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Bioscience conference Delaware DNA returns in May

Katie Tabeling
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Delaware DNA BioScience Conference

In 2023, Bernstein hedge fund representatives were among the many panelists that spoke at the inaugural “Delaware’s DNA” conference.  | DBT PHOTO BY JACOB OWENS

NEWARK — The top life science conference “Delaware’s DNA” will be back this May, and in its second year it will focus on how deep the roots of Delaware’s bioscience industry goes.

The conference is organized by the industry’s trade group, the Delaware BioScience Association, and it will be held on May 9 from 8:30 a.m. to 6 p.m. at Clayton Hall at the University of Delaware.

Last year, the event drew 350 people to the First State to hear about the successes in the state’s biopharmaceutical industry – as well as short-term challenges. But this year, the conference includes industry key leaders to talk about issues and opportunities the industry faces.

“Delaware’s DNA” conference will start with an in-depth industry assessment from McKinsey Senior Partner Olivier Leclerc. Other highlights include talks highlighting research from the University of Delaware’s Institute for Engineering Driven Health, ChristianaCare’s Gene Editing Institute, Nemours and more.

Other panel discussions will focus on building a thriving life science ecosystem, politics shaping innovation, and efforts to lift a regional precision medicine tech hub. 

Presenters will include IQVIA Chief Digital and Marketing Officer Andrew Ploszay, Aisling Capital Founder Dennis Purcell, National Institute for Innovation in Manufacturing Biopharmaceuticals (NIIMBL) Director Kelvin Lee, Institute for Engineering Driven Health Director Jill Higginson, Maryland Tech Council CEO Kelly Schulz and Kathy Wu of the University of Delaware’s Data Science Institute.

“It’s really an all-star line-up on the main stage where our speakers will discuss topics ranging from exciting new technologies and scientific breakthroughs that transform the development of new products and technologies that will benefit patients and will drive the economy,” said Michael Fleming, president of the Delaware BioScience Association.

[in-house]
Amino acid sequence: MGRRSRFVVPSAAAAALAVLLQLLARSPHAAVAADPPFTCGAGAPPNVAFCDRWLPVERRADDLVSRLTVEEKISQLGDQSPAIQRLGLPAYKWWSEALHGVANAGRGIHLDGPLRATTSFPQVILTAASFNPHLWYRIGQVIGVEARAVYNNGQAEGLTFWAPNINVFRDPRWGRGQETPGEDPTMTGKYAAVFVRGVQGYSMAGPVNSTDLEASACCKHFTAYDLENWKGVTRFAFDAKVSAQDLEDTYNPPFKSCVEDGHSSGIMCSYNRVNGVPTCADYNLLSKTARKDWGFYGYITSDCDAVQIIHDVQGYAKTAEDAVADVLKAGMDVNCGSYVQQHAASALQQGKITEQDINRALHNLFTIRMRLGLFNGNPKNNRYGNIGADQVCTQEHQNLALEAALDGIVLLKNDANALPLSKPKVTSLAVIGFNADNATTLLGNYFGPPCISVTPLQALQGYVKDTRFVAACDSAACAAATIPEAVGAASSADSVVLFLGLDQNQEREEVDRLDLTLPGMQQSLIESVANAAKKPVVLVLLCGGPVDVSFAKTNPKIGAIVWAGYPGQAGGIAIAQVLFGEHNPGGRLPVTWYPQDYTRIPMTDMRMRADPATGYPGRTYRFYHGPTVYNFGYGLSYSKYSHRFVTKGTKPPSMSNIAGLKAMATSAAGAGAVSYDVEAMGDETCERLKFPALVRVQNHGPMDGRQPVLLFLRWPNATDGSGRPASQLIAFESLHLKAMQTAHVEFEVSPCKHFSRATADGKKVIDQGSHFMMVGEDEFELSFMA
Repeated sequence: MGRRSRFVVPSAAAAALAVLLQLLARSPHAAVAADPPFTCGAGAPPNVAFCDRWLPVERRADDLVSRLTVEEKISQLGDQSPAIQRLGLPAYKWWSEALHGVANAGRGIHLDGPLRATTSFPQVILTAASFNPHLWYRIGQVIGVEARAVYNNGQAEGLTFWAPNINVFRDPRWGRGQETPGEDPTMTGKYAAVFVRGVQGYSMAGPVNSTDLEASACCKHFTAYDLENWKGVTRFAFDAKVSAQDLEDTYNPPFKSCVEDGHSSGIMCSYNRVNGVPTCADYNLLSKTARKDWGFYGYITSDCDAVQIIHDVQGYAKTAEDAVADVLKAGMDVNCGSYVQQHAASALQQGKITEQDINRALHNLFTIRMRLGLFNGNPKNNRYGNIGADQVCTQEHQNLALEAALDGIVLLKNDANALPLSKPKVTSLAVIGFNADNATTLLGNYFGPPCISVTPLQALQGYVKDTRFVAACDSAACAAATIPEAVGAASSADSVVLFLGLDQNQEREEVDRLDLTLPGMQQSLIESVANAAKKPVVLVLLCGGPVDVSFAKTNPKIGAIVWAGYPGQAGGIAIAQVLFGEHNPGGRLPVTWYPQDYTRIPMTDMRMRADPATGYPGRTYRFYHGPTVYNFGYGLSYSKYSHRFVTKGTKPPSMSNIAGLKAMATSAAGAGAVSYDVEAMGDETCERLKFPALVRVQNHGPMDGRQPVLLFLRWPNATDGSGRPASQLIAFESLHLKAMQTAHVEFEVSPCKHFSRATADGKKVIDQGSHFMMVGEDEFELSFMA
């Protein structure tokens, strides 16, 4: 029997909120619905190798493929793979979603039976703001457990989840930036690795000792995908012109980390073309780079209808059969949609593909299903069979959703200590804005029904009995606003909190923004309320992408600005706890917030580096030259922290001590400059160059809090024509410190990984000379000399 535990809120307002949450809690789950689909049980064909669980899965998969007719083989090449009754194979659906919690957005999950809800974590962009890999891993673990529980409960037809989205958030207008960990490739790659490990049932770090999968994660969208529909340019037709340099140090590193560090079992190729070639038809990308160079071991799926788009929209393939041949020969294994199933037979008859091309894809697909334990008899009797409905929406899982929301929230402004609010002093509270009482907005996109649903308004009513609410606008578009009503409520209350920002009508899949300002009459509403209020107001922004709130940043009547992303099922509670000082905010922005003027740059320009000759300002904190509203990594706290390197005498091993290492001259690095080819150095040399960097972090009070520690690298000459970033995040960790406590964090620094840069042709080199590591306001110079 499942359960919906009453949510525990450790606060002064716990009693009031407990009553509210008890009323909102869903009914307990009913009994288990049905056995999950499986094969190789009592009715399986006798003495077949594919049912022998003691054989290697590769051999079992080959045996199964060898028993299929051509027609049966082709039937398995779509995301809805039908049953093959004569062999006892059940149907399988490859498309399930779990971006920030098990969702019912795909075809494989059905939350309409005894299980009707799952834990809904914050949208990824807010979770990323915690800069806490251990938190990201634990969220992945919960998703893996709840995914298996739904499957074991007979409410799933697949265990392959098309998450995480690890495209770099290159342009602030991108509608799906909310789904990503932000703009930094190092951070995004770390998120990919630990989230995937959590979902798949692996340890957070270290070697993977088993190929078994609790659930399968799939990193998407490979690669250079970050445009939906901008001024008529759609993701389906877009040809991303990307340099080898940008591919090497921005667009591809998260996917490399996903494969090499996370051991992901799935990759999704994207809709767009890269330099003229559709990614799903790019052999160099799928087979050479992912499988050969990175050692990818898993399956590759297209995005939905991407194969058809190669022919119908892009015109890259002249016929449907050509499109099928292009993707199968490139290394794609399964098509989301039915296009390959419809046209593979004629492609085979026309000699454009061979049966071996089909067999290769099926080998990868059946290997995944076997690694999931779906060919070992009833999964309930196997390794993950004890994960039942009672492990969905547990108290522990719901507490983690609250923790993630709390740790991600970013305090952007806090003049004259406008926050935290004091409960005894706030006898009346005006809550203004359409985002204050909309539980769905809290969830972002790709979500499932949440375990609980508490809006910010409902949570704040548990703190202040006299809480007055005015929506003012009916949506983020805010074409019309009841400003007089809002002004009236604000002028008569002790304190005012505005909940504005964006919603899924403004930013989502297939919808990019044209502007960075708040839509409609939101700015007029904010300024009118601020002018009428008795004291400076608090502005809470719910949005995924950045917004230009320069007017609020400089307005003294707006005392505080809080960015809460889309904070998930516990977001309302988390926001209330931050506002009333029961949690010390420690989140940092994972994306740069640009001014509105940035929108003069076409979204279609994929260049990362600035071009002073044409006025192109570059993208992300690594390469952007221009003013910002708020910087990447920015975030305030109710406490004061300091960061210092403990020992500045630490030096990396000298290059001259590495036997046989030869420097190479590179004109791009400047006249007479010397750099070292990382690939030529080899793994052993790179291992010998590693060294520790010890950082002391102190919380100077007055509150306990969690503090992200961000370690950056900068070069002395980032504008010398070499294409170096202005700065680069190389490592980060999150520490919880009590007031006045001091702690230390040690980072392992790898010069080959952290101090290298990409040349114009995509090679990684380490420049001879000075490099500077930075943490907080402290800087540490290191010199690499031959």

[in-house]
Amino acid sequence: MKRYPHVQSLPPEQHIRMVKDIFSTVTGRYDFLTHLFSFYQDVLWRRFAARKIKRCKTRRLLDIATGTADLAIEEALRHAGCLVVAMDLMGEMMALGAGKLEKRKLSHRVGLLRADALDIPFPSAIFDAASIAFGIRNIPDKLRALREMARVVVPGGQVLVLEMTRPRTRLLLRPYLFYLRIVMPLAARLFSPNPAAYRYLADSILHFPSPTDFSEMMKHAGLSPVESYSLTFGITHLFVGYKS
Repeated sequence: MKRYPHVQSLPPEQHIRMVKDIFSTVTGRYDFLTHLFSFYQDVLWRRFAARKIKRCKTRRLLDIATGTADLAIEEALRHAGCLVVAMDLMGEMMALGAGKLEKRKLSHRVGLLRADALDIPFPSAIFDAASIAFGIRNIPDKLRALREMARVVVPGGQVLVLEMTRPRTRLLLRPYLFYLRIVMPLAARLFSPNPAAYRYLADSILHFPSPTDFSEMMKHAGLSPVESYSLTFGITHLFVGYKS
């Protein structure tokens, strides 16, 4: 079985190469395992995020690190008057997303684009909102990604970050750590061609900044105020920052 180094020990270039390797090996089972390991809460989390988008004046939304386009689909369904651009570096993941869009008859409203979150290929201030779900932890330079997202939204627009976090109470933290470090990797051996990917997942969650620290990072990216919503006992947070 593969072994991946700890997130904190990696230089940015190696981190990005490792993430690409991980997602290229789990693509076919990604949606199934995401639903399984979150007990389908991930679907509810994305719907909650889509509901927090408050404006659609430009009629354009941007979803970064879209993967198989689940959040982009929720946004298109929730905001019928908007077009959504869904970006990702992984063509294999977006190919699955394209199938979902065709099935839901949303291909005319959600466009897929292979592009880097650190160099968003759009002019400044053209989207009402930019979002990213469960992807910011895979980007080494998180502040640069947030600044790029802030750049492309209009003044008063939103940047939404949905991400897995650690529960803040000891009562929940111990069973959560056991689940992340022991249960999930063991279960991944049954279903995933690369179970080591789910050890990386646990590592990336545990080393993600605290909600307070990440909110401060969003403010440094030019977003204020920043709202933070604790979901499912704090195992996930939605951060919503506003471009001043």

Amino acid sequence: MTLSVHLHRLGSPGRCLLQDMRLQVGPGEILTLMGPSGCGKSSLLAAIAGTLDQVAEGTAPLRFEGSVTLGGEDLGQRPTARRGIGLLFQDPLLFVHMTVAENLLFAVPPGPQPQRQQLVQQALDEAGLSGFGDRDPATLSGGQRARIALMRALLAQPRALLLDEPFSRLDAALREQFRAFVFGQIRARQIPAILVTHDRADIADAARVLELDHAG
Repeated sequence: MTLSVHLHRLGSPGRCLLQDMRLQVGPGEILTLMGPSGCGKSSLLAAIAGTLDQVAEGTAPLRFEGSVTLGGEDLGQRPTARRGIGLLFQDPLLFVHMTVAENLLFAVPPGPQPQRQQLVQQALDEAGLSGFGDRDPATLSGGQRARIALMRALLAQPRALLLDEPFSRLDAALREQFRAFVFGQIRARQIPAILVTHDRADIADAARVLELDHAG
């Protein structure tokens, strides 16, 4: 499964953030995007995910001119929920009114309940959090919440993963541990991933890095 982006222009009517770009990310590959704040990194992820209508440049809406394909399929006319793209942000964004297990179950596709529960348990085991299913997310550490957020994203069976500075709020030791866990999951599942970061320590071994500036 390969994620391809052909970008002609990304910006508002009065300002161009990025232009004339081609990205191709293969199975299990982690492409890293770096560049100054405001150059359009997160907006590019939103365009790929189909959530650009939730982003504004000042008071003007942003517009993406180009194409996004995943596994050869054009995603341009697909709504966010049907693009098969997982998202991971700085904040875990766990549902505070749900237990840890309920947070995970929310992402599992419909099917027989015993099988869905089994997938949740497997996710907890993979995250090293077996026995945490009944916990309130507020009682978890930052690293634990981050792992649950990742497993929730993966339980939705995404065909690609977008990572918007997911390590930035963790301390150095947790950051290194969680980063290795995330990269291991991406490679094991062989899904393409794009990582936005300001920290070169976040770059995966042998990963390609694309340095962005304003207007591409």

In the exhibition hall, organizations will have tables to encourage attendees to hear about their work and their expertise in supporting the industry.

This year, Delaware Bio is partnering with the Innovation Space to feature an innovation and investor showcase that will include presentations from rising companies like Prelude Therapeutics, Nikang Therapeutics, Uvax Bio and more. This space will also include reverse pitches, where top life science investors will discuss what they focus on when it comes to funding early stage companies.

“By inviting investors, it’s a great way to get exposure to what’s happening here, from a new company, from a startup standpoint,” Fleming added. 

For Fleming, one of the most exciting components is bringing technologists, founders of fresh startups, investors and representatives from nonprofits and academic institutions in northern Delaware to spotlight the area’s growing might in the life sciences sector.

“Making those connections between those fields is extremely important when it comes to finding potential talent as well as leadership, mentors, workforce and investment,” he said. “The fact that we’re able to bring our key decision makers and industry leads together is a huge asset for us when it comes to economic development —  and something we can do more effectively than our competition.”

For more information, visit www.delawarebio.org/page/delawares-dna-2024

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